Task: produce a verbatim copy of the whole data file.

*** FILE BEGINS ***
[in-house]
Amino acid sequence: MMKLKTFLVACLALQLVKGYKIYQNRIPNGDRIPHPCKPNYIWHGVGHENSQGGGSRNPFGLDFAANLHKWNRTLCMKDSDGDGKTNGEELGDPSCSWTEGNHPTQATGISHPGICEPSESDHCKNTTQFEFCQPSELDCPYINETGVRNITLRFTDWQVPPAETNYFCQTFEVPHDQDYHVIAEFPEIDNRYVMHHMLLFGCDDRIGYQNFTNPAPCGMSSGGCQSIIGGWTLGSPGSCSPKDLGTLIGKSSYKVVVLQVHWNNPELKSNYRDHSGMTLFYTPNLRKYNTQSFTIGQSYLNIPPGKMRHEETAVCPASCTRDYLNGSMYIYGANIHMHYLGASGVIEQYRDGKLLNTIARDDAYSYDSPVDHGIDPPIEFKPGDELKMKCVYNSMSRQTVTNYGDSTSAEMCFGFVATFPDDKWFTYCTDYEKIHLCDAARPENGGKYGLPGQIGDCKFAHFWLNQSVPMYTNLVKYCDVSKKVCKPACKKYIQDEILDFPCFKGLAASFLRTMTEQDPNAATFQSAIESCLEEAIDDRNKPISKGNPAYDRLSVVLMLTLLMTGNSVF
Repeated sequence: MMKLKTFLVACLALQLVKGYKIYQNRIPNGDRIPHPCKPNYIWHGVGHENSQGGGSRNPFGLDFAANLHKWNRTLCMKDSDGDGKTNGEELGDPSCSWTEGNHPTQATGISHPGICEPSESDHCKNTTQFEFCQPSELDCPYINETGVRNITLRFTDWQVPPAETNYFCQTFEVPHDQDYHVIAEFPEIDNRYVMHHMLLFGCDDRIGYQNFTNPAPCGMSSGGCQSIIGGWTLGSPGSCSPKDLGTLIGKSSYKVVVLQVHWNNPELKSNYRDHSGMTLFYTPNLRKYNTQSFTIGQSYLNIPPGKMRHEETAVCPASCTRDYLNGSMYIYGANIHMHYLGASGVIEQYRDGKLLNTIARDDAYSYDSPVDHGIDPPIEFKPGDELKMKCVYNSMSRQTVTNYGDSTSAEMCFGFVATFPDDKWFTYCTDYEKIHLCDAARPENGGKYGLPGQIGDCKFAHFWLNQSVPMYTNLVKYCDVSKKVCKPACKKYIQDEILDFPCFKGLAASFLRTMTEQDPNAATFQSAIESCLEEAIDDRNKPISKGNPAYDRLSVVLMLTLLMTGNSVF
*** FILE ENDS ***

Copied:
[in-house]
Amino acid sequence: MMKLKTFLVACLALQLVKGYKIYQNRIPNGDRIPHPCKPNYIWHGVGHENSQGGGSRNPFGLDFAANLHKWNRTLCMKDSDGDGKTNGEELGDPSCSWTEGNHPTQATGISHPGICEPSESDHCKNTTQFEFCQPSELDCPYINETGVRNITLRFTDWQVPPAETNYFCQTFEVPHDQDYHVIAEFPEIDNRYVMHHMLLFGCDDRIGYQNFTNPAPCGMSSGGCQSIIGGWTLGSPGSCSPKDLGTLIGKSSYKVVVLQVHWNNPELKSNYRDHSGMTLFYTPNLRKYNTQSFTIGQSYLNIPPGKMRHEETAVCPASCTRDYLNGSMYIYGANIHMHYLGASGVIEQYRDGKLLNTIARDDAYSYDSPVDHGIDPPIEFKPGDELKMKCVYNSMSRQTVTNYGDSTSAEMCFGFVATFPDDKWFTYCTDYEKIHLCDAARPENGGKYGLPGQIGDCKFAHFWLNQSVPMYTNLVKYCDVSKKVCKPACKKYIQDEILDFPCFKGLAASFLRTMTEQDPNAATFQSAIESCLEEAIDDRNKPISKGNPAYDRLSVVLMLTLLMTGNSVF
Repeated sequence: MMKLKTFLVACLALQLVKGYKIYQNRIPNGDRIPHPCKPNYIWHGVGHENSQGGGSRNPFGLDFAANLHKWNRTLCMKDSDGDGKTNGEELGDPSCSWTEGNHPTQATGISHPGICEPSESDHCKNTTQFEFCQPSELDCPYINETGVRNITLRFTDWQVPPAETNYFCQTFEVPHDQDYHVIAEFPEIDNRYVMHHMLLFGCDDRIGYQNFTNPAPCGMSSGGCQSIIGGWTLGSPGSCSPKDLGTLIGKSSYKVVVLQVHWNNPELKSNYRDHSGMTLFYTPNLRKYNTQSFTIGQSYLNIPPGKMRHEETAVCPASCTRDYLNGSMYIYGANIHMHYLGASGVIEQYRDGKLLNTIARDDAYSYDSPVDHGIDPPIEFKPGDELKMKCVYNSMSRQTVTNYGDSTSAEMCFGFVATFPDDKWFTYCTDYEKIHLCDAARPENGGKYGLPGQIGDCKFAHFWLNQSVPMYTNLVKYCDVSKKVCKPACKKYIQDEILDFPCFKGLAASFLRTMTEQDPNAATFQSAIESCLEEAIDDRNKPISKGNPAYDRLSVVLMLTLLMTGNSVF